A Tea Garden With a Social Mission: Bermiok Estate in Sikkim
It's been several years since we met Nikhil Pradhan, the co-owner and general manager of Bermiok Estate in the northern Indian state of Sikkim. And now, for the first time, we're delighted to add one of his productions to our collection. This Sikkim 2nd Flush, made in the same way as second flush teas in Darjeeling, is a beautiful tea. An intoxicating aroma of tropical fruit floats above the long, carefully twisted leaves as they infuse, and the rich, round flavor—with hints of walnut and tobacco leaf—is deeper than a classic Darjeeling 2nd Flush.
Sikkim is India's second smallest state. Prior to its annexation in 1975, the kingdom was ruled by a Chogyal, a Buddhist leader. Agriculture was the economic driver of this rural region, but despite being colonized by the British Empire as a protectorate in 1890, Sikkim didn't experience the heavy tea industry development that Darjeeling—just to its south—saw in the 19th century. As a result, the state is home to just two tea gardens. There is Temi, which was established by the Chogyal in 1969 and now owned by the Indian government, and Bermiok, which began planting in 2003.
Longevity in the tea world is measured in generations. "We're still a very young garden in the scheme of things," Pradhan says.
There's a lot of promise in a burgeoning 15-acre garden like Bermiok. From the start, its now-25,000 tea plants have been managed with organic methods, pre-dating the Sikkimese government's 2013 mandate of organic agriculture for all farms within the state, the first policy of its kind anywhere. Bermiok's small yields—1.5 to 1.9 tons of tea per year—means the garden focuses on high quality production, as it can't compete with larger commodity growers. While the pandemic has made international sales all the more difficult, Pradhan says, increased sales locally and across Sikkim have become a valuable source of revenue. "Most companies in small towns often miss the fact that they have a local market," he says. This is important for another reason: all too often, high value exports like specialty tea are priced out of reach of those who live at origin. Making products accessible in the immediate growing region is a true achievement towards sustainable agriculture.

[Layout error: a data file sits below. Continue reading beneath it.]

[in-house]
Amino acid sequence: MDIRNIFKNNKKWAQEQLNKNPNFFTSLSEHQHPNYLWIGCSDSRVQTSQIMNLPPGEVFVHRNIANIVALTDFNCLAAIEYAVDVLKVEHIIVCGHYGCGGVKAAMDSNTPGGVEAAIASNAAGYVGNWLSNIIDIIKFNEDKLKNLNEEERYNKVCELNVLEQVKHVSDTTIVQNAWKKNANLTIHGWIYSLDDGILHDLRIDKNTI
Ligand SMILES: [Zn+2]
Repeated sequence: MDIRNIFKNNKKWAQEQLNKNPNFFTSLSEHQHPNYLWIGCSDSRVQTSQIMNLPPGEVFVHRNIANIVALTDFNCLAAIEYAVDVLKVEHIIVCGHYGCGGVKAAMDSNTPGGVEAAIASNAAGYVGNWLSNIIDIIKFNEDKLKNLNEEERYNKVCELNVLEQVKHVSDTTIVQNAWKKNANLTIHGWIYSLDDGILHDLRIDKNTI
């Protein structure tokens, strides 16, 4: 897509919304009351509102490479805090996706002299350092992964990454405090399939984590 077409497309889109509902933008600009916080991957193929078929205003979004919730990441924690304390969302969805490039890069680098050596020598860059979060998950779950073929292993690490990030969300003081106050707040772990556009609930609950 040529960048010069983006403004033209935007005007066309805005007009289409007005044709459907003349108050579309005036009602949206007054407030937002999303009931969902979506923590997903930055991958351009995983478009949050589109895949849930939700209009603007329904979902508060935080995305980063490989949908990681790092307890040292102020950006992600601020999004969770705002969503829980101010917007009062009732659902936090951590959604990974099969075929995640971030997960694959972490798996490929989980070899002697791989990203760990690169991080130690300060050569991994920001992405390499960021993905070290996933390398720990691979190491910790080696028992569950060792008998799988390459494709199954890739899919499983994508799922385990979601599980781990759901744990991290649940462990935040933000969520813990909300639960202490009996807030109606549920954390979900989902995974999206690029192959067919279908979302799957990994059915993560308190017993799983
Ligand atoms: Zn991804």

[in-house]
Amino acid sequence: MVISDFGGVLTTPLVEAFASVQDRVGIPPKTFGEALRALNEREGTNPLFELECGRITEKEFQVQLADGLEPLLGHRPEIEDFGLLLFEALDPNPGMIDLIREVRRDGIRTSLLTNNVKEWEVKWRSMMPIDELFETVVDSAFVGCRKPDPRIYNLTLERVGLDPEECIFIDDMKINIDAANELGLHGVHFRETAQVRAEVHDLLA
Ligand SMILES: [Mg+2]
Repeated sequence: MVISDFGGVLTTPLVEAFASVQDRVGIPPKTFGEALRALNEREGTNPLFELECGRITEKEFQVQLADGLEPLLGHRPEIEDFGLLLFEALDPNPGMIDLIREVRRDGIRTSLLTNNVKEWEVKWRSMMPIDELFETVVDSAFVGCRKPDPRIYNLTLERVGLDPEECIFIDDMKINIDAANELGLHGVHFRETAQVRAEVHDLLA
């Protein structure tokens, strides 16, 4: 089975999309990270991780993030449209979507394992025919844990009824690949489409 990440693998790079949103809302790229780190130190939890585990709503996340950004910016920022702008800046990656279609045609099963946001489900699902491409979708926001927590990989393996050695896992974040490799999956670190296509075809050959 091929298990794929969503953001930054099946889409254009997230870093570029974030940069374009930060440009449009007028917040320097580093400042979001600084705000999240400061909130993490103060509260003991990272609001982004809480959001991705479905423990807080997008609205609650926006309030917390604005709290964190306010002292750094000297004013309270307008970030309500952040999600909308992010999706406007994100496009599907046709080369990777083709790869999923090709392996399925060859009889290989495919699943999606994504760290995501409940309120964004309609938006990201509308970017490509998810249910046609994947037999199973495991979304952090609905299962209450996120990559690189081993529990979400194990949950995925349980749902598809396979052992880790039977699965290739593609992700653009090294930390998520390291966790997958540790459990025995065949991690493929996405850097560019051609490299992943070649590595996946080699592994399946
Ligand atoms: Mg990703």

Of course, small tea farming comes with plenty of challenges. The steep, rocky roads leading to Bermiok make it difficult to bring in equipment and supplies. There aren't enough tea gardens in Sikkim for the Tea Board of India to consider it an official region, so were Bermiok to sell its tea at national auction, it would be lopped in with Darjeeling or another region. "The odds are always stacked against a small plantation," Pradhan says. "For us, sustainability means finding the market, locking in the tea flavors, and locking in buyers who support us. Then we can grow more confidently." The team plans to add 20 additional acres to the garden.
This multi-faceted view is one of the reasons we've been interested in Bermiok. The garden's founder, the late Bermiok Rinpoche Tashi Densapa, was a Tibetan Buddhist spiritual and cultural leader who was viewed as a reincarnation of a Lama's spirit. The Rinpoche was interested in developing Sikkim's economic opportunities in ways that benefitted the people without exploiting the land, Pradhan explains. "He was thinking about how to make a sustainable livelihood for people."
Pradhan and his wife Dolka Densapa, Bermiok's co-owner and the Rinpoche's daughter, took over the garden in 2015. Pradhan grew up in a tea farming household but had made a new career for himself as a consultant in Bangalore and Delhi. He never expected to return to the tea business, yet Bermiok's social mission drew him and Dolka back. "The garden was built on a social ideology, not to make huge profits," he says. "My father-in-law had vision and an altruistic spirit. Now we're taking it forward."
Tea garden photos courtesy of Bermiok Estate.